Finance Influencers and Meme Stocks
We’ve seen quite a dramatic shift in the world of finance over the past year or two. Thanks to the GameStop saga, the rise of Robinhood, cryptocurrency price speculation, and the tremendous influence being wielded by platforms like TikTok—it feels like we’re in a completely different universe to where we were just a decade ago.
Meme stocks have dominated the financial headlines—drawing our attention away from traditional valuations, trading advice, and risk management—and pulling us towards a hype cycle where we can make a few bucks and get out before it all comes toppling down.
Instead of making an investment because you believe in its long-term potential, you invest because you think that there are enough other people committed to buying in. You expect the price will go up regardless of the fundamentals.
This is not unique to the world of finance, of course. The power of social media has allowed personalities of all types to build audiences and move public sentiment with a tweet or a post. But when it comes to money—many thought that it would be a breach too far. It seemed comical to suggest that the Wall Street Journal would talk about how professional investors must watch the behavior of influencers in order to understand the latest trends.
But that’s exactly how it has played out.
People with no credentials or experience in the world of finance are giving out investment advice at a rate like we’ve never seen before. This is a positive development in one sense because it’s bringing more and more people into the world of investing that might never have done so before. But there are also significant dangers because these influencers don’t actually have your best interests at heart.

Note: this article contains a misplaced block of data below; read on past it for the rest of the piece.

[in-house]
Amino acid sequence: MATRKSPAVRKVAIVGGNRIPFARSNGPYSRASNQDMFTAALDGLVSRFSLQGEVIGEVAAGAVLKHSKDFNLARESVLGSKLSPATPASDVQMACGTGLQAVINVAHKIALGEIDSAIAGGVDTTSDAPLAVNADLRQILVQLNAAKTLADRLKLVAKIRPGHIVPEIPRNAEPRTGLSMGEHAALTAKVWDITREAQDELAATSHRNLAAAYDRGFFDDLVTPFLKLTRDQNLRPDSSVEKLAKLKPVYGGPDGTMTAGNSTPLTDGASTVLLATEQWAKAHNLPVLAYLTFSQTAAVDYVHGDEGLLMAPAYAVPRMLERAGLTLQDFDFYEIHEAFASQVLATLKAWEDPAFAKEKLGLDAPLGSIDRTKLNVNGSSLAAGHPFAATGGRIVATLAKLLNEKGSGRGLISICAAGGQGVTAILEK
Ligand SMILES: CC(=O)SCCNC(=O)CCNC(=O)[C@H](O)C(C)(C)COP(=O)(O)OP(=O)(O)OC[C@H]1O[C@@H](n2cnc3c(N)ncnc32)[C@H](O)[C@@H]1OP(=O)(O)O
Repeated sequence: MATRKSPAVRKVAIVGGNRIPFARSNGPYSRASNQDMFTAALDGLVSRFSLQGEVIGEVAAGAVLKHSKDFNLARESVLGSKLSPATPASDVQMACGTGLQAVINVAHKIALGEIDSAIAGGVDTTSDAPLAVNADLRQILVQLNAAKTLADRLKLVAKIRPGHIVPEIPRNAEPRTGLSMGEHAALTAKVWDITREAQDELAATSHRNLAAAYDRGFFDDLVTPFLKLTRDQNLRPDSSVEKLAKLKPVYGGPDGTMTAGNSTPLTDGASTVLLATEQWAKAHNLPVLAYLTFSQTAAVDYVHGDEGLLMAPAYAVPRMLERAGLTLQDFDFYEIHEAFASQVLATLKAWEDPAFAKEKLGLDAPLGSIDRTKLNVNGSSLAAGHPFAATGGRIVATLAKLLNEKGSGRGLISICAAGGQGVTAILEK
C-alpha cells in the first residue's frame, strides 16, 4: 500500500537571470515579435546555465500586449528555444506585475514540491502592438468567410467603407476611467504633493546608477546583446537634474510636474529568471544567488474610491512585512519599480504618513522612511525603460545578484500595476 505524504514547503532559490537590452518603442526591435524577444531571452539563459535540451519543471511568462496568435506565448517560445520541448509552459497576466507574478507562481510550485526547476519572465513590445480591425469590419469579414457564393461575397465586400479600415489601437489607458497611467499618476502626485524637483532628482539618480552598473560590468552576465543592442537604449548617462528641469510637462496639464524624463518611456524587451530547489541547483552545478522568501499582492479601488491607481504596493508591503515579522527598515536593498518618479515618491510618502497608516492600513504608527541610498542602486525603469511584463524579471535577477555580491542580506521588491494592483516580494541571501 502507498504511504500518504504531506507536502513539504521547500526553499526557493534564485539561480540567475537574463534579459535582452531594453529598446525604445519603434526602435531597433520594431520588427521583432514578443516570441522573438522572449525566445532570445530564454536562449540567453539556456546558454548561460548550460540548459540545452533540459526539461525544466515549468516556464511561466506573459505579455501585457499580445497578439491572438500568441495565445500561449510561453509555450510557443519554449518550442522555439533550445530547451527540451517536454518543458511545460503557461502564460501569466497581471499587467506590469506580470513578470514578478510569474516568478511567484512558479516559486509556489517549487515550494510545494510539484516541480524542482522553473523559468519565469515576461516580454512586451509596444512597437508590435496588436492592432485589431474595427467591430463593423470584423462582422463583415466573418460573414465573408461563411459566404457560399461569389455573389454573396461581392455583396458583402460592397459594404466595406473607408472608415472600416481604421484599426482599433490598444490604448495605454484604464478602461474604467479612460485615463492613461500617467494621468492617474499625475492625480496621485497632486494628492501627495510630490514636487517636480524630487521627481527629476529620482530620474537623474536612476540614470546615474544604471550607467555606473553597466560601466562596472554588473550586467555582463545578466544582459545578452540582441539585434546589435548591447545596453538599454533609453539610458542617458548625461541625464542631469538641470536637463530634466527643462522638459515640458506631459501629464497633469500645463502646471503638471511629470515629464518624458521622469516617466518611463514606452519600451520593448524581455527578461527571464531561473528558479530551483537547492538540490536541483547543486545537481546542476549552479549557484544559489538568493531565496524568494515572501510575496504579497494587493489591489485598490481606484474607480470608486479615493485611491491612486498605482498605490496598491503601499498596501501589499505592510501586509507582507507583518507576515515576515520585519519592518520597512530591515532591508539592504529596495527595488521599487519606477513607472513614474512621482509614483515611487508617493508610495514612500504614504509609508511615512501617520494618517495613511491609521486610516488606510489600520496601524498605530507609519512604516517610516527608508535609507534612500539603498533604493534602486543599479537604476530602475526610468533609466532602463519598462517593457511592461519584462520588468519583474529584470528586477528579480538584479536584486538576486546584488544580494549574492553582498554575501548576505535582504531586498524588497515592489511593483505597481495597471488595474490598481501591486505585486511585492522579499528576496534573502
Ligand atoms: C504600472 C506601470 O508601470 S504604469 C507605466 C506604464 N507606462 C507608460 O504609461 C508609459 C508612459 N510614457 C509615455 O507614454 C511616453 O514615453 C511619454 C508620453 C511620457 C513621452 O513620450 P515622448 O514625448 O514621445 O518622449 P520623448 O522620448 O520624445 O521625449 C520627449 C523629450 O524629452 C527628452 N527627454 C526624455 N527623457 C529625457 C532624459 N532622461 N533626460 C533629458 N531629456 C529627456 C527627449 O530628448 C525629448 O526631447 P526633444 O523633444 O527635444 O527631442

When you’re investing in a meme stock or on the recommendation of a TikTok influencer, you’re hoping to ride the wave and make a quick buck before it all comes crashing down. And while you’ll hear a few success stories of young people who have completely transformed their life with a GameStop investment, you won’t hear the thousands who lost it all because they were left holding the hot potato.
If you want to build genuine financial wealth, you need to work with those whose interests align with yours. Sure, it can be fun to play with stocks as if they’re trading cards, leveraging the power of media and community, but these strategies are simply not robust enough to succeed over the long term. Shrewd investors spend a lot of time researching and understanding what they’re investing in, rather than making impulsive decisions based on the sentiment of a subreddit.
Experience is invaluable in this world. You want to work with partners that have seen it all before—the good, the bad, and the ugly. Real wealth building takes time.
Your money is too important to play these games with it.
Don’t get swept away with the crowd.